The Insurance Exposure Problem
State and municipal deferred-compensation plans are at risk from the insurance-industry tumult. It's time for some due diligence.
Many months ago, when the gaping cracks in the banking system first attracted national attention, I received an e-mail from a small-town finance officer in California. She was asking about her city's 457 deferred compensation plan provider, which happened to be a major insurance company. At the time, I checked around and replied "not to worry" as long as it wasn't AIG, which was already skating on thin ice. Well, it turns out I was far too optimistic, as the market meltdown of the past eight months has now clobbered the capital base of the nation's leading life insurance companies. It's now time to revisit any insurance companies involved in your 457, 403(b) and 401(a) plans.
How we got here: When the governmental deferred-compensation industry first started in the 1970s, insurance companies stormed the market and grabbed the dominant market share. They had two competitive advantages. First, they could offer high-rate investment contracts as inflation was accelerating. Second, they had "hooks" on their contracts with deferred sales charges and punitive cancellation clauses on house products that were not well understood by public officials, and later regretted by some who bought them.
Today, many state and local governments have major exposure to the insurance industry through their 457 plan, and schools districts are littered with them in their 403(b) plans. A good number of the companies have moved away from the 1980s-style investment contracts and focus today on efficient recordkeeping systems -- without pushing their proprietary products. But there are several others that still operate on the old business model. Bundled arrangements with house products are most common with smaller and less-sophisticated plans, which intensifies their risk exposure in times like now.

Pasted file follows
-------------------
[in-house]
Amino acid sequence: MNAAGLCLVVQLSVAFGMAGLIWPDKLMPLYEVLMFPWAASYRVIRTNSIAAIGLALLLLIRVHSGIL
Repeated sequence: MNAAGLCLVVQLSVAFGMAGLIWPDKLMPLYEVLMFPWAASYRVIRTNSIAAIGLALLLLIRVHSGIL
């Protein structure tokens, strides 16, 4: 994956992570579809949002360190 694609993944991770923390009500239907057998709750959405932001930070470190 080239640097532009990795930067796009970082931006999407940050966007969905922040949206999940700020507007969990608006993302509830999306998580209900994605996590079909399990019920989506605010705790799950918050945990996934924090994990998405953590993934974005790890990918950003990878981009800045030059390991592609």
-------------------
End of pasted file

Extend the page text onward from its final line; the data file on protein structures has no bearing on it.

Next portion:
As a result, a significant number of 457 and 403(b) plans hold insurance company contracts with firms that were highlighted in a March 12 Wall Street Journal article (subscription required) that portrayed several prominent firms in the industry as potential candidates for bailouts, as well as others who were unnamed but may have similar, related problems. A quick look at the industry's stock market index, which lost about 80 percent of its value before the recent market rally, tells us that Wall Street investors have shunned these companies. Their stocks have performed as badly as banks'. That is a strong reason for public officials with exposure to these companies to take a harder look at the nature of their risks.
Investment risk. Some insurance companies write investment contracts in their 457 plans that are unsecured general account liabilities, not unlike a bond or bank CD but without federal deposit insurance. Some dedicate reserves for these accounts, but you have to verify that. Likewise, a handful of states may provide individual investors in these contracts with full or partial principal guarantees up to $100,000 per person, which should likewise be verified and documented. A few also offer separate accounts that may include various forms of collateral to protect investors' interests. The terms of these investment contracts are typically lengthy and written by the insurance companies' lawyers in the interests of the insurance company. Very few public agencies actually demand investor-friendly terms in these agreements, so the first place to start if you hold one of these contracts is to dig out the document and re-read it very carefully.